The earliest people who discovered and used tea in the world were said to be Shennong. Legend has it that in 2737 B.C., he unexpectedly drank water boiled by leaves of wild tea trees, feeling refreshed and refreshed. Another is that he tasted poisonous herbs, but by chewing the leaves of tea, the Chinese people have gradually learned to use, eat and drink tea.
By the Tang Dynasty, the atmosphere of tea drinking has spread throughout the society. Around 780 A.D., Lu Yu assembled his research and experience on tea into the Cha Jing, which was the first tea book in the world. Before that, people had different names for tea, and Lu Yu used the word “tea” in the book uniformly, which was a key for later generations to establish “tea” as a general term.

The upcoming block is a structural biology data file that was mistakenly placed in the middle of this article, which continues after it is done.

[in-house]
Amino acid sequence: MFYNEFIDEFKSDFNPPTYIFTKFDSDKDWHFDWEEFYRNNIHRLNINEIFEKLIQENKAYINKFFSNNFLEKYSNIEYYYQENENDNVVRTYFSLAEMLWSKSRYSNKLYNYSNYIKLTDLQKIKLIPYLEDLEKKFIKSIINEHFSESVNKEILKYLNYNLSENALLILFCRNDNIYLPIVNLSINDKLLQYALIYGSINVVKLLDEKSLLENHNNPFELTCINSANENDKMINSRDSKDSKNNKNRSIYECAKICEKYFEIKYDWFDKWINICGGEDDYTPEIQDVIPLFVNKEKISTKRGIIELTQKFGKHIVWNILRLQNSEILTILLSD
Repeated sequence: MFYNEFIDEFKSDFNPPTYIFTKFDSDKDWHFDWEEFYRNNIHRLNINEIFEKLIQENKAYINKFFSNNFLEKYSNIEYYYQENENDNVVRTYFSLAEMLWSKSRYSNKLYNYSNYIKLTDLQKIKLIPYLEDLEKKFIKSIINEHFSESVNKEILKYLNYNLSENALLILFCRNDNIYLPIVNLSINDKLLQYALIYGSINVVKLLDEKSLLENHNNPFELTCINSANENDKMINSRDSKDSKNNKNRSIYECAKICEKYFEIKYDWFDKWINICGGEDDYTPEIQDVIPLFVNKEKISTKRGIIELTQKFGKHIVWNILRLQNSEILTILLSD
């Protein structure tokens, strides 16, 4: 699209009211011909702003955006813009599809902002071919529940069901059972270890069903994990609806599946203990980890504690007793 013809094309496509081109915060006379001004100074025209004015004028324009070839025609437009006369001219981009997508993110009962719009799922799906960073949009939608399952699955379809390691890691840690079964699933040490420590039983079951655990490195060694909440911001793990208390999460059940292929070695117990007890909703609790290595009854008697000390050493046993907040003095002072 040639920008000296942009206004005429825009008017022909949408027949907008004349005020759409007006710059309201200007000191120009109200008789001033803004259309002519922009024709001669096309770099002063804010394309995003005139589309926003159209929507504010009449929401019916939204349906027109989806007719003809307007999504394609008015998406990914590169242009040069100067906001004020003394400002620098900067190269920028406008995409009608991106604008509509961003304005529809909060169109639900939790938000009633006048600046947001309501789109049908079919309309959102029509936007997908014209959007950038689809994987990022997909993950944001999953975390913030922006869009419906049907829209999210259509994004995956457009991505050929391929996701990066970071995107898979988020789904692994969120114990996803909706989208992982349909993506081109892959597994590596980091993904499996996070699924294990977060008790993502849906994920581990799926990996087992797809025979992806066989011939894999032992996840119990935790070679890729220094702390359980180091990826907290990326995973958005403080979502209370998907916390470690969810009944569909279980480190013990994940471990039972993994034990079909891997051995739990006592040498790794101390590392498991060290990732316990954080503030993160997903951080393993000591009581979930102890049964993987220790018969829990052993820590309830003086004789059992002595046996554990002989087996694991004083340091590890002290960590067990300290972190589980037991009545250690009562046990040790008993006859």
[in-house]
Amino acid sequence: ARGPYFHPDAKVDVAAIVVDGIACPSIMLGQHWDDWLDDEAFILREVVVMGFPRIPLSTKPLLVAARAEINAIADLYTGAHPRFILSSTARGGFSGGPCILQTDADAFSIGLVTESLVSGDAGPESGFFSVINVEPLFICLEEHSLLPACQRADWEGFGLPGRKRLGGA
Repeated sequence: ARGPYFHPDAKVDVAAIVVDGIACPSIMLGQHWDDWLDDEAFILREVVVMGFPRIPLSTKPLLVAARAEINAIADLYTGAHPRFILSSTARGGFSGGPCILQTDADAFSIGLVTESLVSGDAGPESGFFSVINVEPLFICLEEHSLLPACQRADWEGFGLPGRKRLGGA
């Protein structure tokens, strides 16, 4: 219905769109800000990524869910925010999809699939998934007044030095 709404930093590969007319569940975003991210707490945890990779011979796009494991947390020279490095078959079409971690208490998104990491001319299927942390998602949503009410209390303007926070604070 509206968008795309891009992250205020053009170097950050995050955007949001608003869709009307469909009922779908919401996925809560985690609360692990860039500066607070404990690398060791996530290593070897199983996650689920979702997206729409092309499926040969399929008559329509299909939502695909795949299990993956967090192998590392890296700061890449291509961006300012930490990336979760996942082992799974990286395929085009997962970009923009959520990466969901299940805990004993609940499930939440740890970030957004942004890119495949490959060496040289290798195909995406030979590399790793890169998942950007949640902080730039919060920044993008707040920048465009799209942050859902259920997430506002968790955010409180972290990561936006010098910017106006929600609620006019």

The true age of the origin of black tea is beyond examination. The Title “black tea” was mentioned in the book “Many Despicable Things” written in the mid-Ming Dynasty (about the 16th century), which is now the earliest record. It is presumed that in seventeenth Century, black tea began to be produced, and the first Fujian black tea was produced. Based on the production process of small black tea, Gongfu black tea was produced in Fujian in the mid-18th century, and the production and processing were more sophisticated.